Troy residents Crystal Harabedian, right, and her husband, George Harabedian, look over the produce at the Troy Farmers Market Oct. 19.

Troy residents Crystal Harabedian, right, and her husband, George Harabedian, look over the produce at the Troy Farmers Market Oct. 19.

File photo by Sean Work


What’s next for Troy in 2019

By: Terry Oparka | Troy Times | Published January 9, 2019

 Seasoned salts from vendor Lot’s Wyfe sit on display at the Troy Farmers Market, held in the parking lot of the Troy Public Library, Oct. 19.

Seasoned salts from vendor Lot’s Wyfe sit on display at the Troy Farmers Market, held in the parking lot of the Troy Public Library, Oct. 19.

File photo by Sean Work

TROY — As city leaders ended an eventful 2018, the Troy Times asked them what changes residents can expect in the new year and what officials’ resolutions are for the city.

The Troy Farmers Market debuted in the Troy Public Library parking lot last year, and residents will see it again this year.

“We feel we had a very successful year, and we know there’s room for improvement,” said Cindy Stewart, the city’s community affairs director and the manager of the market.

Stewart said she is hoping to expand the farmers market with “more vendors, more farmers and more customers.”

Public Works Director Kurt Bovensiep said as the new year began that crews were “waiting and ready for snow.”

He said the city will continue to explore viable options to extend phase two of the Troy Trail. The first phase, which starts at the new Daisy Knight Dog Park, on Livernois Road, north of Big Beaver Road, opened in June.

The Troy City Council appointed Frank Nastasi as the chief of the Police Department in October to fill the spot after Police Chief Gary Mayer retired in November. Nastasi said via email that his New Year’s resolution for the department is to “continue to provide a high level of service for the community, always aiming to keep crime rates low and quality of life high. We will do this through attracting, retaining and training great employees, and continually looking for innovative ways to serve the community.”

The Troy Police Department is active on social media, and when asked what followers can expect next, Sgt. Meghan Lehman said via email that the department will “be aiming to highlight crime trends more and will continue to try to use a sense of humor to draw attention to issues and build a connection with the community.”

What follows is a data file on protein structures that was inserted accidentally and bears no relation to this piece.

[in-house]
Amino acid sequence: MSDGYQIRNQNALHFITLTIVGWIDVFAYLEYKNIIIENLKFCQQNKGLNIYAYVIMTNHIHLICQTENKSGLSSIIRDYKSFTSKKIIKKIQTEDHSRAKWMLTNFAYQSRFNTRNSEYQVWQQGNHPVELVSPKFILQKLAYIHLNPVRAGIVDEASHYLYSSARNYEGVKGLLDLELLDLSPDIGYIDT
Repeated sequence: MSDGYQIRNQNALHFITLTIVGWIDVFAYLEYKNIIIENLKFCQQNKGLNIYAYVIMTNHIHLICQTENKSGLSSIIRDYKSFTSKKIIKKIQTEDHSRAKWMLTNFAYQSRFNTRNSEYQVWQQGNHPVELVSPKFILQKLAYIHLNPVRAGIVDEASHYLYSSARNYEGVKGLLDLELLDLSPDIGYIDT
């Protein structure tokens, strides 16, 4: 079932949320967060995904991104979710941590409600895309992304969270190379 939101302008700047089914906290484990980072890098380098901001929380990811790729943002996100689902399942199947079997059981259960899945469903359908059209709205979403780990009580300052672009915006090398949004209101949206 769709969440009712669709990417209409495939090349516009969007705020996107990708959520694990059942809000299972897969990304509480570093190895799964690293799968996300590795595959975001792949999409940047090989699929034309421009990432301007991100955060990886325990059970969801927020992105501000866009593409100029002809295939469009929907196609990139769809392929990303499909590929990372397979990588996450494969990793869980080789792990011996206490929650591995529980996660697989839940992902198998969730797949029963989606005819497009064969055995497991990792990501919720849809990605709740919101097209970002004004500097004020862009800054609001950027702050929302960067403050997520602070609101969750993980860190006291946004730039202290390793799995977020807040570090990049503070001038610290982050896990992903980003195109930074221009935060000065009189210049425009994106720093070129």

Last spring, police said they would add a Feline Unit to the department if 10,000 people followed them on Twitter.

They hit that number, and Lehman convinced police administrators to establish the Feline Unit.

In the new year, Lehman said, “Pawfficer Donut vows to eat more treats and meet more Troy kids. She will continue encouraging everyone to be ‘pawsitive.’”

The City Council appointed Mark Miller as city manager in November, following his appointment as interim city manager last March after the council fired former City Manager Brian Kischnick. Kischnick was charged with and pleaded no contest to domestic assault and later pleaded guilty to bribery.

Miller shared his overall professional and personal New Year’s resolutions.

Overall, Miller said, he plans to implement his action plan for the city, a plan he included in his material to the City Council when he applied for the city manager position.

The plan includes “continuing to stabilize staff and ensure professional relationships based on trust, security and transparency; earn the trust of residents through transparency and dissemination of city information; ... continue ethics training for staff to promote a clear expectation of behavior; complete the forensic audit and take corrective action, if needed; facilitate a review and revision of city policies, administrative memorandums and ordinances — examples include harassment, sexual harassment, inappropriate relationships, etc.”

“Ultimately, gain the trust of the residents,” Miller said.

His professional resolution is to complete the International City/County Management Association credentialed manager certification.

According to the ICMA website, “ICMA credentialed managers are professional local government managers qualified by a combination of education and experience, adherence to high standards of integrity, and an assessed commitment to lifelong learning and professional development.”

Miller, who is a fly fisherman, enjoys fishing on the Au Sable River, near Manistee, and in Marquette, where his son, daughter-in-law and granddaughter live. He said his personal New Year’s resolution is to catch a brown trout over 20 inches.